UPLIFT CAPACITY OF A PILE GROUP.

The uplift capacity of a pile group, when the vertical piles are arranged in a closely spaced groups may not be equal to the sum of the uplift resistances of the individual piles. This is because, at ultimate load conditions, the block of soil enclosed by the pile group gets lifted. The manner in which the load is transferred from the pile to the soil is quite complex. A simplified way of calculating the uplift capacity of a pile group embedded in cohesionless soil is shown in Fig. 15.33(a). A spread of load of 1 Horiz : 4 Vert from the pile group base to the ground surface may be taken as the volume of the soil to be lifted by the pile group (Tomlinson, 1977).

For simplicity in calculation, the weight of the pile embedded in the ground is assumed to be equal to that of the volume of soil it displaces. If the pile group is partly or fully submerged, the submerged weight of soil below the water table has to be taken.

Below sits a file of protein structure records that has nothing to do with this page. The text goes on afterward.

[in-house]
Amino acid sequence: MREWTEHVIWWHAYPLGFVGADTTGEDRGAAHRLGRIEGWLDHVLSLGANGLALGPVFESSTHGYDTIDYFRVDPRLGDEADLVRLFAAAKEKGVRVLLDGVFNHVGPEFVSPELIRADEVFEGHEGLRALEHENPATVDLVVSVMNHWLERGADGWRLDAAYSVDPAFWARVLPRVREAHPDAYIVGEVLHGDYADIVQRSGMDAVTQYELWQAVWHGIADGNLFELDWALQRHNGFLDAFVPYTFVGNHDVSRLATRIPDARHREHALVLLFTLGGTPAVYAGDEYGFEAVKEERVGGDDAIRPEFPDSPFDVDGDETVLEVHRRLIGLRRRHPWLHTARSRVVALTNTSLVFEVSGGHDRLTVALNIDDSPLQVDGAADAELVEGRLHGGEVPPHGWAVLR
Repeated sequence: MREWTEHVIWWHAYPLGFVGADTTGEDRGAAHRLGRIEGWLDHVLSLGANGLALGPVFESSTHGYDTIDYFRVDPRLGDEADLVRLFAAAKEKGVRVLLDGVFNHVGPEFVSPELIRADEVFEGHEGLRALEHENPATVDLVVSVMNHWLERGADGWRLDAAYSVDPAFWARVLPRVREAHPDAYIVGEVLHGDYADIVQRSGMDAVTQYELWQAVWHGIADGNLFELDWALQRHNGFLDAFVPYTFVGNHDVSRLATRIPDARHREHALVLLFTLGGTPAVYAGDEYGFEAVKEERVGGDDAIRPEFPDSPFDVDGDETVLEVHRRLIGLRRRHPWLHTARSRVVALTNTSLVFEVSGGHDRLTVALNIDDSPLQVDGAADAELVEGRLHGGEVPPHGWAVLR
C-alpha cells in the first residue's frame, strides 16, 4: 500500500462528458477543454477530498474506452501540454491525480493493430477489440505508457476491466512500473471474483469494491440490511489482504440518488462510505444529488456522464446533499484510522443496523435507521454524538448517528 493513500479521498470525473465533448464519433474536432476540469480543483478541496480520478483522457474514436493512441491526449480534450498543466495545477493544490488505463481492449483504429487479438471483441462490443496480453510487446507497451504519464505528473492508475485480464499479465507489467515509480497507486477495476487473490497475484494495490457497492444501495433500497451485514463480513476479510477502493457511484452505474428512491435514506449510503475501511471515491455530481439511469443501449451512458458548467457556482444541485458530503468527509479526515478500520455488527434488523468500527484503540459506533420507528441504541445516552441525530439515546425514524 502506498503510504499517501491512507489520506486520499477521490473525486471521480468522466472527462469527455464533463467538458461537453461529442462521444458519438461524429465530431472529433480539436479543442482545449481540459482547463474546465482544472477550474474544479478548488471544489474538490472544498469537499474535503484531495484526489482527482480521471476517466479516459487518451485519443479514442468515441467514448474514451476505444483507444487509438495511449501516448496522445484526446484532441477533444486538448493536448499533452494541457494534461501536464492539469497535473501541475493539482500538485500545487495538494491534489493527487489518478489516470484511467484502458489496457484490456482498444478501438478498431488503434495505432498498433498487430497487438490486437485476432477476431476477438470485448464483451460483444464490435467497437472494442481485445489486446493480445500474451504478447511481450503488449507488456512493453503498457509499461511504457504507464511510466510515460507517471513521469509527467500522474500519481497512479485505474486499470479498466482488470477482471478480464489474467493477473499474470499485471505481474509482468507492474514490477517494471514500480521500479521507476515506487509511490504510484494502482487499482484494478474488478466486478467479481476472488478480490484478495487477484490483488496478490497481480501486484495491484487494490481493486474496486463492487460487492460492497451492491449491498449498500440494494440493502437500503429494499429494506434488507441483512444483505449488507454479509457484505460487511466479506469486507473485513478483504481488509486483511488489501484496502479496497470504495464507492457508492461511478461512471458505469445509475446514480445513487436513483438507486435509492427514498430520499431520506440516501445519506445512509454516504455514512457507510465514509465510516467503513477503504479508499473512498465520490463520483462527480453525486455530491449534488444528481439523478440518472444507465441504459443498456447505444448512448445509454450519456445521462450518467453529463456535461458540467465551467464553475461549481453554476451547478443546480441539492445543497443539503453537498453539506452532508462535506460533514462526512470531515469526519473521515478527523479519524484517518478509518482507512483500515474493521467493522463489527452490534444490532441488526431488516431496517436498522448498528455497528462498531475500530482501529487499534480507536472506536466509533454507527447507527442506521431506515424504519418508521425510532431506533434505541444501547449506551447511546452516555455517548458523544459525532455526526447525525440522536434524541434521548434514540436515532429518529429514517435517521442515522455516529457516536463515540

In the case of cohesive soil, the uplift resistance of the block of soil in undrained shear enclosed by the pile group given in Fig. 15.33(b) has to be considered. The equation for the total uplift capacity Pgu of the group may be expressed by


Figure 15.33 Uplift capacity of a pile group


A factor of safety of 2 may be used in both cases of piles in sand and clay.

The uplift efficiency Egu of a group of piles may be expressed as


The efficiency Egu varies with the method of installation of the piles, length and spacing and the type of soil. 

The available data indicate that Egu increases with the spacing of piles. Meyerhof and
Adams (1968) presented some data on uplift efficiency of groups of two and four model circular footings in clay. The results indicate that the uplift efficiency increases with the spacing of the footings or bases and as the depth of embedment decreases, but decreases as the number of footings or bases in the group increases. 

How far the footings would represent the piles is a debatable point.
For uplift loading on pile groups in sand, there appears to be little data from full scale field tests.

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